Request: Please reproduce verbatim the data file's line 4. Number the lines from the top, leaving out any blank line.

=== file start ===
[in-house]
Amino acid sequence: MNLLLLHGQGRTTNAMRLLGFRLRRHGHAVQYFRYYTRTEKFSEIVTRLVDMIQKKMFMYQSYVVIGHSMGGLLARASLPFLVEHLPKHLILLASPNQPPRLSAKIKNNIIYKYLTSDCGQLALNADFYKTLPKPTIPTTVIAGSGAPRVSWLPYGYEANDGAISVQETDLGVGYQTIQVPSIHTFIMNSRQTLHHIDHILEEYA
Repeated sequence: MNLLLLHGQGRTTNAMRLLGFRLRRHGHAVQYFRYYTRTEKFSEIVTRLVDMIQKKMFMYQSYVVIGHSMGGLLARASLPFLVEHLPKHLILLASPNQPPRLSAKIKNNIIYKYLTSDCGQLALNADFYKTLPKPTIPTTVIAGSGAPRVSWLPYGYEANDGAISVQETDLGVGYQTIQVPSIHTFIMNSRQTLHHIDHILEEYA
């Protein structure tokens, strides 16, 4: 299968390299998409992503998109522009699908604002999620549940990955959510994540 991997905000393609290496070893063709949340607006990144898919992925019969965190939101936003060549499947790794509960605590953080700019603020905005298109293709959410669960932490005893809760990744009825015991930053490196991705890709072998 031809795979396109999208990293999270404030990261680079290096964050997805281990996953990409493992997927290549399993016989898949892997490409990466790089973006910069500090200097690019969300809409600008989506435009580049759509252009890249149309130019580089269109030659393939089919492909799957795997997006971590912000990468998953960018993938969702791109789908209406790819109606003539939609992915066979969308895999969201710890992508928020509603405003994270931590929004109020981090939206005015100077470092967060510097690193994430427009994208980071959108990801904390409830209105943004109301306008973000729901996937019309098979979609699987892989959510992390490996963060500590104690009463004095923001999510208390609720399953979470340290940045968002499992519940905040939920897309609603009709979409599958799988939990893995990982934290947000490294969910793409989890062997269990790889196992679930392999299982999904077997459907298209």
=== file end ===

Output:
């Protein structure tokens, strides 16, 4: 299968390299998409992503998109522009699908604002999620549940990955959510994540 991997905000393609290496070893063709949340607006990144898919992925019969965190939101936003060549499947790794509960605590953080700019603020905005298109293709959410669960932490005893809760990744009825015991930053490196991705890709072998 031809795979396109999208990293999270404030990261680079290096964050997805281990996953990409493992997927290549399993016989898949892997490409990466790089973006910069500090200097690019969300809409600008989506435009580049759509252009890249149309130019580089269109030659393939089919492909799957795997997006971590912000990468998953960018993938969702791109789908209406790819109606003539939609992915066979969308895999969201710890992508928020509603405003994270931590929004109020981090939206005015100077470092967060510097690193994430427009994208980071959108990801904390409830209105943004109301306008973000729901996937019309098979979609699987892989959510992390490996963060500590104690009463004095923001999510208390609720399953979470340290940045968002499992519940905040939920897309609603009709979409599958799988939990893995990982934290947000490294969910793409989890062997269990790889196992679930392999299982999904077997459907298209």